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Having played as the striker for the last few weeks due to Benzema's absence, I am dismayed to see Cristiano Ronaldo opt for the latter road. His participation in the build up of play has been next to none, and has spent most games jogging about disinterestedly, waiting for the ball to reach his space, where he seems to only be interested to finish an attacking move with a shot at goal. Beyond the goals, he offered little else. Last Saturday, Cristiano Ronaldo did nothing but sulk and curse his luck as up to 3 great scoring chances came calling with no goal to show for. He offered little beyond that.
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It is with these thoughts that I made my wife nearly spit her coffee out over breakfast this morning when I sullenly confessed to her that I have come to believe that Cristiano Ronaldo has now been surpassed by Luis Suarez and Neymar as Messi's only contender/s to the title of 'Best player in the world'. Yes, there you have it - I said it. And it is with this thinking that I find myself believing, that unless CR7 'changes his ways' and turns toward the other road, that Real Madrid must accept any 'stupid money offer' that many come this summer. Perhaps the 'lesser' French League can mask his decline whilst keep his glamorous reputation intact playing in the City of Light (Paris). Perhaps a return to the club and the city (Manchester) that made him a man can nudge Ronaldo to the right road. Either way, something has to give.
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Something Does Have to Give
My assessment of Rafa at the beginning of the season stands: his tactical approach (4-2-3-1) gives a natural place to our playing personnel (James, Isco and Bale) while his rotation policy can help allow us avoid last season's mistakes (Ancelotti's refusal to rotate the squad resulted in the team succumbing to fatigue late in the season). His personality however is a massive question mark to motivate a team of superstars and mega-egos and get them onboard to his methods.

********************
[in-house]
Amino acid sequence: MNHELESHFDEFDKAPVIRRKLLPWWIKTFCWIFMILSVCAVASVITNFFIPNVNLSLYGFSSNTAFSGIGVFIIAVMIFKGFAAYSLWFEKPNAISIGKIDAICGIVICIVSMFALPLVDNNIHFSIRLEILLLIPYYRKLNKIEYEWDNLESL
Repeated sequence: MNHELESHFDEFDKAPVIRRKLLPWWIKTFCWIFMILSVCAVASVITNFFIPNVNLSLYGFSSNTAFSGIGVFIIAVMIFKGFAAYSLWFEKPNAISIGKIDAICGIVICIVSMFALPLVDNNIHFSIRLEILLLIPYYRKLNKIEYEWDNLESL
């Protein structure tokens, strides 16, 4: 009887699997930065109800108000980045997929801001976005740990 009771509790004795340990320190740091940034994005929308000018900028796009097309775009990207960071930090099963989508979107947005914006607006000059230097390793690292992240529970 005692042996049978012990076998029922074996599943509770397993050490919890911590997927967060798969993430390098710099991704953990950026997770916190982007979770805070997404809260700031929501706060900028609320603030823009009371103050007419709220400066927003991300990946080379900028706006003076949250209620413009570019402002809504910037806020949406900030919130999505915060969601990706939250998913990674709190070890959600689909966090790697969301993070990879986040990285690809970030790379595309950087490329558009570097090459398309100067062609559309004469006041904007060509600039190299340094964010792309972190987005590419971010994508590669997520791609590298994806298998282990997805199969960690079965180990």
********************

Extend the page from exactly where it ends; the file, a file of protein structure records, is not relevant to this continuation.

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What we are seeing at the moment seems to show that his personality is having a very negative impact towards the team - a team so good in terms of talent, that the tactical system employed to use them matters far less compared to the need to keep them motivated and focused. Without having to make the readers read between the lines, this is my way of saying that I do not believe that the team or its performance will suffer if Rafa Benitez is sacked. Because of the team's dysfunctional chemistry thanks to the coach, it is essentially now playing merely on talent rather than tactics, or organization. As my good friend believes: "A bloody pole can coach this team better than him."
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The massive hurdle however is the institutional damage that Real Madrid will suffer over the firing of a newly-hired coach just months into the season. As it stands, I am not optimistic that we can win La Liga. Having said that, a season with a trophy is not yet out of the cards - but even then, with all this going on, I'm not sure even a trophy can stop us all from concluding that this has been one butt-fuck ugly season.

Monday, November 16, 2015

A Tribute to an Artist


I recently had the privilege of 'meeting' an unbelievably talented artist by the name of Karl Maxwell.
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Get this: he HAND DRAWS these amazing works of football-inspired art. He recently sent me this beautiful Real Madrid piece which took him 500 - FIVE HUNDRED HOURS to do. All his work is hand drawn, numbered and signed.
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In a world of easy downloads, mindless fabrication and copy-catting, true artists and craftsemen like Karl are a rarity.
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Madridistas can/should buy his work in his website, his etsy page or his Bigcartel page. You can find him online through Twitter (@KMaxArt), Facebook (Karl Maxwell Art), Instagram (KMaxArt) and Pinterest (KMaxArt).